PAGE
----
Freedom in the World
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Political Rights (1 = best, 7 = worst)
Public confidence in President Laura Chinchilla continued to decline in 2012 as resignations and corruption scandals plagued her administration. While the homicide rate decreased in 2012 for the first time in years, crime rates rose and drug-related violence remained a significant threat. Gains from increased economic growth and foreign investment were undermined by rising poverty and unemployment.
Costa Rica achieved independence from Spain in 1821 and gained full sovereignty in 1838. The country enjoyed relative political stability until 1948, when José “Pepe” Figueres launched a brief civil war to restore power to the rightful winner of that year’s presidential election and successfully pushed to disband Costa Rica’s military. In 1949, the country adopted a new constitution that ultimately strengthened democratic rule. Figueres later served as president for two separate terms under the National Liberation Party (PLN). Since 1949, power has alternated between the PLN and the Social Christian Unity Party (PUSC).
PLN candidate Óscar Arias, who had served as Costa Rica’s president from 1986-1990, was reelected in 2006. In that year’s parliamentary elections, the PLN captured the largest number of seats.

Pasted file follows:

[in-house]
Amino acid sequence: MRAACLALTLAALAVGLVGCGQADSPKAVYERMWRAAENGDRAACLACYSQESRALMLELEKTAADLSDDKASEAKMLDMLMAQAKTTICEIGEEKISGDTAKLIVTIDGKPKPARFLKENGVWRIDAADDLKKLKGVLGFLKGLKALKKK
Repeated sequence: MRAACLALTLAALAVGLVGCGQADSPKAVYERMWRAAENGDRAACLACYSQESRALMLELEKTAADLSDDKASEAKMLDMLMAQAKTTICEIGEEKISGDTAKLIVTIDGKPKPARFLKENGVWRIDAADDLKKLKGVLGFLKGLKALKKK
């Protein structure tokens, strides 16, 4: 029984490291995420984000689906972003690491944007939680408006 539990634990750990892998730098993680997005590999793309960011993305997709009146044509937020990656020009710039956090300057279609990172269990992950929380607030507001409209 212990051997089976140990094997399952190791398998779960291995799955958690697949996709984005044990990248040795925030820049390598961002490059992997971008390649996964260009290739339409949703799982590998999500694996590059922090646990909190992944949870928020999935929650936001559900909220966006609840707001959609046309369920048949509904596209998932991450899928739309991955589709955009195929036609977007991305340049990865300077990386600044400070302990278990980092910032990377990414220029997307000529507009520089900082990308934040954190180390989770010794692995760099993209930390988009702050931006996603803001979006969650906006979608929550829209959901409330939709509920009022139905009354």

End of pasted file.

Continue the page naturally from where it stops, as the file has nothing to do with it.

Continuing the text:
In February 2010, former vice president Laura Chinchilla of the PLN became Costa Rica’s first female president, capturing nearly 47 percent of the vote in the first round and defeating Ottón Solís of the Citizens’ Action Party (PAC) and Otto Guevara of the Libertarian Movement Party (PML). In concurrent legislative elections, the PLN captured 24 seats, the PAC won 11, the PML took 9, the PUSC won 6, and the Accessibility without Exclusion Party (PASE) captured 4, with the remaining 3 seats going to other smaller parties. In April 2011, the PAC’s Juan Carlos Mendoza was elected president of the Assembly; Mendoza’s election marked the first time in 46 years that the president of the Assembly was not a member of the ruling party.
Chinchilla began her presidency in May 2010 with a strong mandate and clear policy priorities to strengthen environmental protections, security, and family welfare. While she initially enjoyed strong public approval, by July 2011, public confidence in her administration eventually fell due to corruption scandals and the faltering economy. By September 2012, one poll revealed that Chinchilla had the lowest approval rating in the hemisphere—13 percent. Routine cabinet changes during Chinchilla’s term reinforced the lack of confidence in her administration; 13 cabinet ministers resigned for various reasons during her first two years in office.
In February 2011, Chinchilla introduced a 10-year crime reduction plan, which aims to promote inter-agency coordination to combat growing public insecurity, crime, and narcotics trafficking. Improved surveillance and coordination of security agencies were credited with a slight decrease in crime levels in 2011. The country’s homicide rate fell to an estimated 10 murders for every 100,000 people in 2012, the first drop since 2004.
While the quality of life in Costa Rica is relatively high for the region, economic growth is hampered by the national debt, inflation, and cost-of-living increases. Though foreign direct investment in the economy reached record levels in 2011 and the economy grew at a faster than expected rate in 2012, poverty rates and unemployment increased.